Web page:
All too often conservation conflicts with traditional resource users. How do you tell a starving fisherman that he cannot take the fish? Komang says that he couldn’t blame the fisherman because “They were only looking for this time, not the future.”  They didn’t know any better. The key to sustainability is education, and the availability of viable alternatives, and behind the scenes a group of colourful characters had been providing this.  Chris Brown the owner of Reef Seen Aquatics and a long term and well loved resident had worked tirelessly with the community  and village leaders to instill the need for sustainability and was joined by Pak Agung, the Balinese owner of  Taman Sari resort; and Rani and Narayan, ardent divers who were former members of a large religious community.  Chris tells me that “You have to take things slowly, so that they get done quickly and slowly but surely the fishermen understood. In a unique turn of events Adat (traditional) law was applied to create a no fishing zone and the Pecalang laut (marine security forces) were formed to chase of the cyanide fishermen.

Encouraged by community  efforts to conserve the reef, more colourful characters entered the scene; Dr Tom Goreau, an impassioned Jamaican marine biologist and Professor Wolf Hilbertz the German scientist who had discovered Bio-Rock. Together they had formed the Global Coral Reef Alliance and  donated their time and energy to Pemuteran, the first structures were placed in the sea in 2000. Karang Lestari has received numerous environmental awards and Government recognition, however it has been entirely sponsored by private donors and operates on the tightest of shoe string budgets. Recent initiatives include the opportunity to ‘Sponsor a baby coral’ and the establishment of PET (Pemuteran Environment and Community Trust) whereby divers can make a voluntary donation of RP 20,000 or more.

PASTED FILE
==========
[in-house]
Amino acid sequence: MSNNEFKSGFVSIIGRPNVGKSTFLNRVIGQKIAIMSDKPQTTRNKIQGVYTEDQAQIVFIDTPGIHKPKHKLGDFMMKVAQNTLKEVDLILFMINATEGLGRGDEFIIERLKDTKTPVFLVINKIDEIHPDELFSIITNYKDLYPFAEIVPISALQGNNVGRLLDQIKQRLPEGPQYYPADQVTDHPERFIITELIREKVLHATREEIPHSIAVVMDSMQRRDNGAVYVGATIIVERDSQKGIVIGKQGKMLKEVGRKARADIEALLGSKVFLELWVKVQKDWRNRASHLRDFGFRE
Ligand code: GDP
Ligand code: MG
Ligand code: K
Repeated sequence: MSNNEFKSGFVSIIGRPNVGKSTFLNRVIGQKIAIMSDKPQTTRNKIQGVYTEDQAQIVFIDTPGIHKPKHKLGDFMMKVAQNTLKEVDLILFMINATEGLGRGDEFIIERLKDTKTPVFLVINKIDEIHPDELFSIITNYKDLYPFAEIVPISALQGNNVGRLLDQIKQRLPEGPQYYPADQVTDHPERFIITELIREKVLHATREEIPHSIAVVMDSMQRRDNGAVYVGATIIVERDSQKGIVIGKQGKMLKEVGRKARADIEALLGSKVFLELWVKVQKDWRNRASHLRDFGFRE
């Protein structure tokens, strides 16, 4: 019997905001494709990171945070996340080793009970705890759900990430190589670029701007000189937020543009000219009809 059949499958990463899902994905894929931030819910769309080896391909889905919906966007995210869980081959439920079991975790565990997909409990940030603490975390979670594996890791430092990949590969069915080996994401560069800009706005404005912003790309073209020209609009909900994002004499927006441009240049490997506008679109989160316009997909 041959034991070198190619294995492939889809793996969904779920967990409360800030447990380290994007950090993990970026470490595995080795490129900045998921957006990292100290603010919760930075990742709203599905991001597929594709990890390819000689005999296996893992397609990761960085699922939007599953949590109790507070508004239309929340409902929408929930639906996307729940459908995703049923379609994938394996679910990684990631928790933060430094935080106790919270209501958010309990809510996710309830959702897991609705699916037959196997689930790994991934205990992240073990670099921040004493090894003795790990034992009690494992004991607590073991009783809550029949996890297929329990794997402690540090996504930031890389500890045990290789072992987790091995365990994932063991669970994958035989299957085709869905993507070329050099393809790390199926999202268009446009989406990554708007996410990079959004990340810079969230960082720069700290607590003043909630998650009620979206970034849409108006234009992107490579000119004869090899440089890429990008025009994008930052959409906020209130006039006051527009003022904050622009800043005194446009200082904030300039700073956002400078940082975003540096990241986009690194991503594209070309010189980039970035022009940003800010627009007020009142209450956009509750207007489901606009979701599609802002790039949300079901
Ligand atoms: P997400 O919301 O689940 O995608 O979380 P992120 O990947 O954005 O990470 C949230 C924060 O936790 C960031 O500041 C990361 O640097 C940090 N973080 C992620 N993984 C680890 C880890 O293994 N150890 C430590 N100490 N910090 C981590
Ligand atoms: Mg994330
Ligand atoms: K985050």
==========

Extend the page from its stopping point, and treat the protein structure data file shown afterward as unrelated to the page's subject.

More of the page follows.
Similar projects have been attempted in other locations but without the support of the community are doomed to failure. A key to the success of Karang Lestari has been the implementation of other projects that enable the community.  Chris initiated the recruitment of ‘Reef Gardeners’ who are trained to maintain and protect the reefs, and a Turtle Hatchery which  protects sea turtles and their eggs. The Pemuteran Foundation, PET, and private tour operators also support these and various other programs aimed at education, tree planting and clean water.

To say the village is prospering would be an overstatement, but life for its inhabitants has improved dramatically. As  Komang tells me,  “Now no one is hungry.” Fishermen have been converted from hunters to protectors and have seen that conservation means more fish. Villagers have learned that by protecting the sea they benefit financially because the restored reefs bring tourists which create jobs and business opportunities, which in turn gives access to education and health care. Everybody wins!  It might just be one reef and one community, but it’s a step in the right direction and  Pemuteran acts as a model for fishing and diving communities everywhere.

For more information or to make a donation check the following websites, or take a trip to Pemuteran and see for yourself….


Balinese Boreh

The colossal gateway of carved stone fringed by vast banyan trees, sets the tone for Nusa Dua Beach Hotel and Spa, an atmospheric  resort deeply imbued with Balinese warmth and charm. The famed spa is set just outside the gates in a peaceful oasis of wonderful old trees, and makes a great day trip. Treatment pavilions encircle a lavish swimming pool bordered by frangipani and heliconia, and there is full access to tennis and squash courts,  gym, sauna and steam room. The cafe serves up healthy salads and sandwiches, as well as fruit mocktails like Coconut Nojito with mint and coconut cream, pressed lime and Bali honey. Beauty classes teach the craft of  creating traditional body masks such as Balinese Boreh, and scrubs like Javanese Lulur, as well as local sunburn remedies, and jamu (traditional herbal remedies.)

We tried

The spicy detox treatment based on ‘boreh’, a traditional rejuvenating treatment popular in the mountains of Bali, where nights can be chilly. The deep penetrating heat of local spices is also favoured by fishermen and farmers, as it increases blood circulation and relieves aching joints.